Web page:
A tin of Zyn pouches with a light blue and white label

Credit: Aphis Marta, CC BY-SA 4.0, via Wikimedia Commons


Nicotine pouches are growing in popularity. Are they safe?

Smoke-free, flavored nicotine pouches, including the brand Zyn, are popular among young people and are going viral on TikTok. Johns Hopkins behavioral pharmacologist Tory Spindle weighs in on their safety.

In an impressive showing of alliteration, Sen. Chuck Schumer recently described the trending nicotine product Zyn as a "pouch packed with problems" while delivering a warning to parents and calling for a federal investigation into the brand's marketing tactics and health effects.

Tory Spindle

Image caption: Tory Spindle

You may not have heard of Zyn or its peers—brands like On!, VELO, and Rogue—but sales of these smoke-free, often tobacco-free nicotine pouches increased from 126 million units between August and December 2019 to more than 808 million between January and March 2022. In 2022, tobacco conglomerate Philip Morris International bet big on Zyn, acquiring its parent company Swedish Match as part of its push into smokeless products. Zyn and other oral nicotine products are expected to bring $2 billion in U.S. revenue this year. And on social media sites like TikTok, the product is popular among so-called "zynfluencers" who document their use daily, tucking a pouch discreetly into their upper lip before school, work, or gym sessions, in the middle of sports games, while playing video games, and conducting taste-tests with friends.

Sold in 3 mg and 6 mg doses, the pouches deliver nicotine directly into the bloodstream through the mouth's membrane lining, rather than through the lungs. In many ways, the pouches are safer than other nicotine products on the market because they do not use tobacco leaves and therefore have fewer carcinogens. But they are not risk-free: They can be addictive and cause cardiovascular issues, gum damage, and nausea. Experts also express concern about how easy they are to conceal and the variety of flavors offered—peppermint, coffee, and citrus, to name a few—that make them appealing to kids.

These brands "really highlight flavors, and all of the pouches have catchy one syllable names. It almost seems like they're trying to make them come off more like a gum rather than an actual nicotine product," says Tory Spindle, an associate professor in the Department of Psychiatry and Behavioral Sciences at the Johns Hopkins School of Medicine.

"Something that concerns us are claims about the product being discreet," adds Meghan Moran, an associate professor in the Department of Health, Behavior, and Society at the Johns Hopkins Bloomberg School of Public Health who is working with Spindle to research nicotine pouches. "We are worried that this could be appealing to young people—and we are currently conducting a study to find out if this is the case."

The Hub caught up with Spindle to learn more about this emerging form of nicotine.

What initially caught your attention about nicotine pouches as a researcher?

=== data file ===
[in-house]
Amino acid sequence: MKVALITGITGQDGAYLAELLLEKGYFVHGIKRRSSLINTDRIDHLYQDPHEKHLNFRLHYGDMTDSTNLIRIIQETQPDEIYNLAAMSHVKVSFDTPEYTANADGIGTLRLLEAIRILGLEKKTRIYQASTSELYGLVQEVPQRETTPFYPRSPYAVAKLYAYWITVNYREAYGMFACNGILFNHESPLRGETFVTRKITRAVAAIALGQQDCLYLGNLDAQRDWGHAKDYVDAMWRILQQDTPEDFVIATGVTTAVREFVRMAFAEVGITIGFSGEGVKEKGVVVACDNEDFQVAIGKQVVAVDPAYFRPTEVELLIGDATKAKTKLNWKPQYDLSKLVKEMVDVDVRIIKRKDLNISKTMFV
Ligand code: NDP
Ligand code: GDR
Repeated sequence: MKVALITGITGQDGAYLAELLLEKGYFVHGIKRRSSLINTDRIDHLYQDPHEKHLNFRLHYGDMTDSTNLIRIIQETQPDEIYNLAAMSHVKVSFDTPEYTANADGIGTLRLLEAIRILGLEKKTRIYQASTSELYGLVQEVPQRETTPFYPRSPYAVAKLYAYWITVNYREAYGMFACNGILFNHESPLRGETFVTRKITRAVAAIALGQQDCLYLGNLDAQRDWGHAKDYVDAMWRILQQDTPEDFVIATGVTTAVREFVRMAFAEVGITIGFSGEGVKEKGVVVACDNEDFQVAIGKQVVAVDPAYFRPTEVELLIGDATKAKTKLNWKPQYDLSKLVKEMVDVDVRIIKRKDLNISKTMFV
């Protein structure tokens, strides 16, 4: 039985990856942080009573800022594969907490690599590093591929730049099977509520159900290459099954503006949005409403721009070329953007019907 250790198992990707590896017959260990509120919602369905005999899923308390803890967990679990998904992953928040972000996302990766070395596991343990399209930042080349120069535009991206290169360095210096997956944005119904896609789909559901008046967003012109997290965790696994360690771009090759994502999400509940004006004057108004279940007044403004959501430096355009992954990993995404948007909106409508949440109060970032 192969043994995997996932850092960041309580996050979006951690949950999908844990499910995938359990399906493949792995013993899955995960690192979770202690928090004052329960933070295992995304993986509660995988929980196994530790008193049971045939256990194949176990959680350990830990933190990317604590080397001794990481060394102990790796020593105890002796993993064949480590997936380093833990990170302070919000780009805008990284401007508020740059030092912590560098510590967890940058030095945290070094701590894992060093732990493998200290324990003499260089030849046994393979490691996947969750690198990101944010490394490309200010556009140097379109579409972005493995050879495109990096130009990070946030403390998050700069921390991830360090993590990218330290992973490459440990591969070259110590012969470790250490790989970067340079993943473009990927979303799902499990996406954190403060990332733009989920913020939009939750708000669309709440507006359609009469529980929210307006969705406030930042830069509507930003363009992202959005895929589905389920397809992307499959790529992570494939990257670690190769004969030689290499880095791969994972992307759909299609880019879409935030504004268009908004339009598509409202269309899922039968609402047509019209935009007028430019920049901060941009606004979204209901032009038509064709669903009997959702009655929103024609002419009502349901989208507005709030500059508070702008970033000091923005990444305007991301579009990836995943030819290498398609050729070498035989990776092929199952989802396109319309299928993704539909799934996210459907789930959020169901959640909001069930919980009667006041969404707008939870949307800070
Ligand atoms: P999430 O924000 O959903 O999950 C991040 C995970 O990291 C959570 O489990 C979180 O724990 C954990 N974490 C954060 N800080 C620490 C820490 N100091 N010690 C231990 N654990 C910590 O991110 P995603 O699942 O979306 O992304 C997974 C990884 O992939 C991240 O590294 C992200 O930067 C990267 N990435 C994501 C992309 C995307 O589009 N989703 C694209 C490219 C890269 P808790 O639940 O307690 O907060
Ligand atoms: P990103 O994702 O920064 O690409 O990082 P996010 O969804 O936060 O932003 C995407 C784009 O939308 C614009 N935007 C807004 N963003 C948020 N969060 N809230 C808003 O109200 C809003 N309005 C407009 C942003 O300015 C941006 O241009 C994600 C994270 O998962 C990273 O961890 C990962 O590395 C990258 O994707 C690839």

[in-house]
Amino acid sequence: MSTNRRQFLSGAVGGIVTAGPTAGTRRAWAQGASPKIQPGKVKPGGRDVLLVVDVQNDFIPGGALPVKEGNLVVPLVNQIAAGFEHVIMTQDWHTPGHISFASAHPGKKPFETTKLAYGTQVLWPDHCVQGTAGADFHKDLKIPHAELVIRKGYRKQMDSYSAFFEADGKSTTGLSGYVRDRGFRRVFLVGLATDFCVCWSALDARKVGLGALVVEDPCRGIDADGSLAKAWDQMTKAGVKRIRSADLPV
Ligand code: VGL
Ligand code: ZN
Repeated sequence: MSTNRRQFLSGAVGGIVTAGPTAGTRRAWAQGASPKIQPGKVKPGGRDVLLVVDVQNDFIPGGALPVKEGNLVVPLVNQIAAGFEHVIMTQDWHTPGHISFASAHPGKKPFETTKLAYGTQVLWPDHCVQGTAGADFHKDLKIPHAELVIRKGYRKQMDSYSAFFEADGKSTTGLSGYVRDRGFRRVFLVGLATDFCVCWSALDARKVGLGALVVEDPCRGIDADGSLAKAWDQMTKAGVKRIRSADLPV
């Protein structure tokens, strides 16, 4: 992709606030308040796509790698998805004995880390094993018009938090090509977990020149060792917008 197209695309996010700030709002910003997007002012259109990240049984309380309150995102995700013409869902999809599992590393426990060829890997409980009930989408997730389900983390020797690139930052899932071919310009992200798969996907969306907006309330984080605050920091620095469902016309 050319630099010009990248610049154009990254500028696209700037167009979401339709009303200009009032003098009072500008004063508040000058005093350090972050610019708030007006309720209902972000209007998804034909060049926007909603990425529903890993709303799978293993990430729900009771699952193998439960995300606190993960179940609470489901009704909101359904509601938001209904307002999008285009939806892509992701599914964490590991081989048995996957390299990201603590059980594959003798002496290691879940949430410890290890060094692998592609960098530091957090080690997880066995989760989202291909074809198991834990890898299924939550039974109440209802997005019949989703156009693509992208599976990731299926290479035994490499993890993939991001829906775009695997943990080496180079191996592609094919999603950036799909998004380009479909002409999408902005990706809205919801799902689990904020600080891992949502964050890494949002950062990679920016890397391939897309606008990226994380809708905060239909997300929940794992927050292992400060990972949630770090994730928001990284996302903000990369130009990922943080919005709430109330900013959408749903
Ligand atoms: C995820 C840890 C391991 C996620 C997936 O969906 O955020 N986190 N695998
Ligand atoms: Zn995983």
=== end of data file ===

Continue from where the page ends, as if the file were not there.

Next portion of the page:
I saw a lot of parallels between e-cigarettes and nicotine pouches. They seem like they have a lot of flavors that would make them appealing to [youth], but the harm with youth using nicotine products is there are unknowns with their long-term effects, and it also could lead to other product use. But on the other hand, they're unquestionably safer than existing tobacco products.

And so that's where the public health dilemma is: How do we make them accessible to cigarette smokers or oral tobacco users—people who dip or chew—so they can use a less harmful product, while not also inadvertently making a bunch of new people addicted to nicotine who otherwise would have never tried products like that?

When you say we don't yet know the long-term effects of these products, are you referring to nicotine on its own, sans tobacco?

The pouches have flavorings and other constituents in there that haven't historically been in nicotine products before. So while they don't have the conventional carcinogens we know are present at high levels in tobacco, we don't know what some of the other things are going to do.

The other thing, too, is that when people are using any drug when they're still in adolescence, their brain is still developing. Use of nicotine or other addictive things can impact your brain development in ways that are hard to predict.

So what is known about nicotine pouch safety?

We do know from my research that they can cause acute adverse events. Some people report nausea. Some people have reported developing mouth lesions from using them too much. But it's undeniable that they have less conventional carcinogens compared to oral tobacco products, like chewing tobacco and whatnot.

I've also seen it promoted as a stimulant, something that improves mental clarity. Is there any science behind that?

There [are studies showing] that nicotine is a stimulant and can boost cognitive functioning. There is some truth to that. But do you want young people who otherwise wouldn't use a tobacco product to be using it for that purpose over another stimulant with less abuse potential and issues—caffeine, for example?

Are there major differences among the various brands on the market?

Not all of them are actually tobacco free. Some of them contain tobacco-derived nicotine. There are trace components of tobacco-specific nitrosamines and things that are harmful, but it's still much, much lower than chewing tobacco, for example. Then there are other pouches that contain synthetically made nicotine, which is made in the lab and is not derived from tobacco. I don't know if it's always apparent from the label whether it's synthetic or not, but that's a nuance that we've seen in our research.